Siris led his band of shareholders through the compact valleys along the faint two-track road that the buggy had left in the thick foliage from his journey to the Samsara. Peter and Becky, as well as two other children who were too small and weak to walk, rode in the buggy while Iris drove. They crept along at the rear of the group. Peter had insisted that he could man the gun that was mounted on the back of the vehicle, so he stood on one leg, hands on the twin handles, searching intently for threats.
They had reached the small valley just west of the hab when Siris froze. His hand went up over his head in a fist like he’d seen in the movies, and the column behind him stopped. At his feet was a thick path of dark blood. He bent and looked at it.
He placed the shotgun in the crook of his left arm and touched the blood with his right-hand index finger. He smoothed it between the pad of his pointer and his thumb. It was sticky. He held it to his nose then jerked it back. It smelled bad, but he couldn’t really explain how.
Siris stood up and looked in both directions that the blood transversed. He shouldered his rifle and set off to his left. He used the barrel of his gun to push some leaves out of his way and walked into the gloom of the shadowed jungle. Just ahead a broken tree limb testified to some kind of struggle. He walked into the shadows thirty feet and saw a massive tusk sticking up from behind a cluster of ferns and stiffened.
He counted to twenty and the tusk didn’t move so he stepped quietly forward until he could see over the tops of the plants that hid the Jerkasaurus’s corpse from him. The undefinable stink was there aplenty as was a pool of the darker-than-usual blood. Siris scanned the area for any of the dragon lizards or snakes coming to feast, but nothing moved in the surrounding shadows.
He examined the corpse, trying to see exactly what had killed the thing. The giant’s head was surrounded by the pool of blood, but he couldn’t see the source. It’s wound must be underneath, probably the chest or throat. He shivered, thinking of the thing that could something like this to the massive Jerkasaurus.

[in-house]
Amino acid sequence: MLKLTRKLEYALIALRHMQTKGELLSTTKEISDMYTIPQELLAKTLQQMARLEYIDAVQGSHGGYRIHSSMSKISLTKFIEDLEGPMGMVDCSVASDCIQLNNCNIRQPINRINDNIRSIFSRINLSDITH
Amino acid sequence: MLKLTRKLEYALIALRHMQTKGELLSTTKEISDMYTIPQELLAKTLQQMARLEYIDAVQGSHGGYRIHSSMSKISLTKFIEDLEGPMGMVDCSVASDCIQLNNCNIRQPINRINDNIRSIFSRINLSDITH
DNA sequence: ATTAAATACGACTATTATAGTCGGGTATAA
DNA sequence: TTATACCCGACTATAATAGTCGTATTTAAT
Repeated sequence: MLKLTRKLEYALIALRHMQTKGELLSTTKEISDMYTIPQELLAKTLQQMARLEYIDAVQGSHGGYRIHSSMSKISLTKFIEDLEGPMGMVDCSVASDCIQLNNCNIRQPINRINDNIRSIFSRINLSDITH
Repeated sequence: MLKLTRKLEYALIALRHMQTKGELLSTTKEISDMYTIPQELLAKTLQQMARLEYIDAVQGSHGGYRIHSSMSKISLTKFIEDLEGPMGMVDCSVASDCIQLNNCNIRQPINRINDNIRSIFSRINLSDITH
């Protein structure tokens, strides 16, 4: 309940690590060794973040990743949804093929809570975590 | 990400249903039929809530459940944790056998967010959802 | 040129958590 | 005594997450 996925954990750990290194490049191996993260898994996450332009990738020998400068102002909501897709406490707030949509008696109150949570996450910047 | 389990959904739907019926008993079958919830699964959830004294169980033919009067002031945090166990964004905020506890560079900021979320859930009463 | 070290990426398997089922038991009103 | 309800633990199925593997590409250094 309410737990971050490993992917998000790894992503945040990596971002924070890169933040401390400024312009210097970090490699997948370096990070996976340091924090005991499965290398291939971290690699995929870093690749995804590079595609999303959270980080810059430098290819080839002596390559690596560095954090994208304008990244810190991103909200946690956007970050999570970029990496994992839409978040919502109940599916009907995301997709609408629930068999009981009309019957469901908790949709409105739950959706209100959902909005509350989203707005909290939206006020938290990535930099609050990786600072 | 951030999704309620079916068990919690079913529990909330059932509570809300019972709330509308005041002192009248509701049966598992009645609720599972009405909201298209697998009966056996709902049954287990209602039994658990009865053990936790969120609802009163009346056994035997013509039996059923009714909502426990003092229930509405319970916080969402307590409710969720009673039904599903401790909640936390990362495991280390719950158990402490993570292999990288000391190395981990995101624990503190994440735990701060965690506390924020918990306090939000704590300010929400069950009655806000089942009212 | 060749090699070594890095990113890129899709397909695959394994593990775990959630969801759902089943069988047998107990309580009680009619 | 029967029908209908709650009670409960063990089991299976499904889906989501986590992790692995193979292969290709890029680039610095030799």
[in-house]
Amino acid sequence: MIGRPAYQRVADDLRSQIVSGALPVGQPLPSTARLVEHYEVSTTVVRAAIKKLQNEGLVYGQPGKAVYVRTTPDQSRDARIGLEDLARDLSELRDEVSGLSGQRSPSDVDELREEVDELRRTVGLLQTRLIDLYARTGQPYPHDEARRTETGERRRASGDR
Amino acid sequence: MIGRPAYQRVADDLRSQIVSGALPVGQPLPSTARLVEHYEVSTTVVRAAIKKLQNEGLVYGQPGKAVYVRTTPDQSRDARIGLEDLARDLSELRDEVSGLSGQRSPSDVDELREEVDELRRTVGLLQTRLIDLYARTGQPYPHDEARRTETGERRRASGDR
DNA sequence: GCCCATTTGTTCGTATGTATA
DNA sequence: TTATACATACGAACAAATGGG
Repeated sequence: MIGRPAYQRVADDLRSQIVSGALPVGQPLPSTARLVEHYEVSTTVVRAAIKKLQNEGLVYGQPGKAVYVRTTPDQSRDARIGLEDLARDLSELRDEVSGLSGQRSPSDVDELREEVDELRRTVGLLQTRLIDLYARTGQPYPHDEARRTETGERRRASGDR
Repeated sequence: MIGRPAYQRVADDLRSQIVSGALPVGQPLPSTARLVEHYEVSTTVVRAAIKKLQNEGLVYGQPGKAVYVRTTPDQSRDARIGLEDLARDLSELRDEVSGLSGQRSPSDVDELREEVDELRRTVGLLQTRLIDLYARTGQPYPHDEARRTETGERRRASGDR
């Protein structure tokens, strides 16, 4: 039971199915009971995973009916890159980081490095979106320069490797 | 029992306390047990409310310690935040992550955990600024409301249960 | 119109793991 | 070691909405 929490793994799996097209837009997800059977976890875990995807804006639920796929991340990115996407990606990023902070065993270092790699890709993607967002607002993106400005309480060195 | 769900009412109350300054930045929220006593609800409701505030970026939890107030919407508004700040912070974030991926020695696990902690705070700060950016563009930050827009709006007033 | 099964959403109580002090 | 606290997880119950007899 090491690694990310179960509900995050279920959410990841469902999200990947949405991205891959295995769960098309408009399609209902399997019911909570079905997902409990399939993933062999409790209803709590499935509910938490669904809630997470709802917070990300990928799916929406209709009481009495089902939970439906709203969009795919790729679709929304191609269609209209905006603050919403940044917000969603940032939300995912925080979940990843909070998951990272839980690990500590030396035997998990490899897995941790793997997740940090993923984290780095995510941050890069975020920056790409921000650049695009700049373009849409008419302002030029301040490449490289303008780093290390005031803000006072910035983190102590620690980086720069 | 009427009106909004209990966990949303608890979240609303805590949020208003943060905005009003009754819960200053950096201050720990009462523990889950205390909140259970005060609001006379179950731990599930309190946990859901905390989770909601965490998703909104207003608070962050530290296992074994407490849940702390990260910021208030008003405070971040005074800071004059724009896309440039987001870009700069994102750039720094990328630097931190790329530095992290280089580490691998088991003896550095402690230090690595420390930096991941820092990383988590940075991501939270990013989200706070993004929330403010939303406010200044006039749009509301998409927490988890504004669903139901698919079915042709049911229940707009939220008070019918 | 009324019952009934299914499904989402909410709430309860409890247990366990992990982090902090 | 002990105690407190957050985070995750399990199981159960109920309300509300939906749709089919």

Something gripped his shoulder and he jerked then spun. Iris was lucky that he didn’t pull the trigger.
“Whoa. Are you okay?” She asked.
“Uh. Yeah,” he swallowed. “It’s this Jerkasaurus that is having a bad day.”
Looked pale as she surveyed the giant corpse.
“Jerkasaurus?” She asked.
“We’ve had run-ins with him before. Trust me. He’s a jerk.” She smiled despite her obvious misgivings about being this close to a corpse on this planet. “We better get going before something comes calling.”
They backed-tracked out to the vague road they were following and Iris jumped into the buggy’s driver’s seat. Siris took up his vanguard position and set off toward the hab.
It wasn’t long before he realized that the trail of blood from the Jerkasaurus followed the same path that they did. He quickened his pace even though the kids behind him struggled to keep up.
Ten more minutes saw him standing in front of the hab, suddenly cold in the sweltering humid heat of Ross 128 b. The door to the hab had been forced open and the train log blood led directly to it. Siris ran.
“Cato!” He yelled. As he got closer he saw that the piece of ground that was essentially the hab’s front porch was thrashed. He saw huge divots in the ground where the Jerkasaurus’ claws dug in. “Cato!”
The dog came to the wide-open doorway squinty-eyed and smiling, a state of being that Siris recognized as his friend’s post nap daze. His nubby tail wiggled so hard that his haunches joined in. The Cane-Corso’s jowls, throat and chest were covered in the dark sticky Jerkasaurus blood.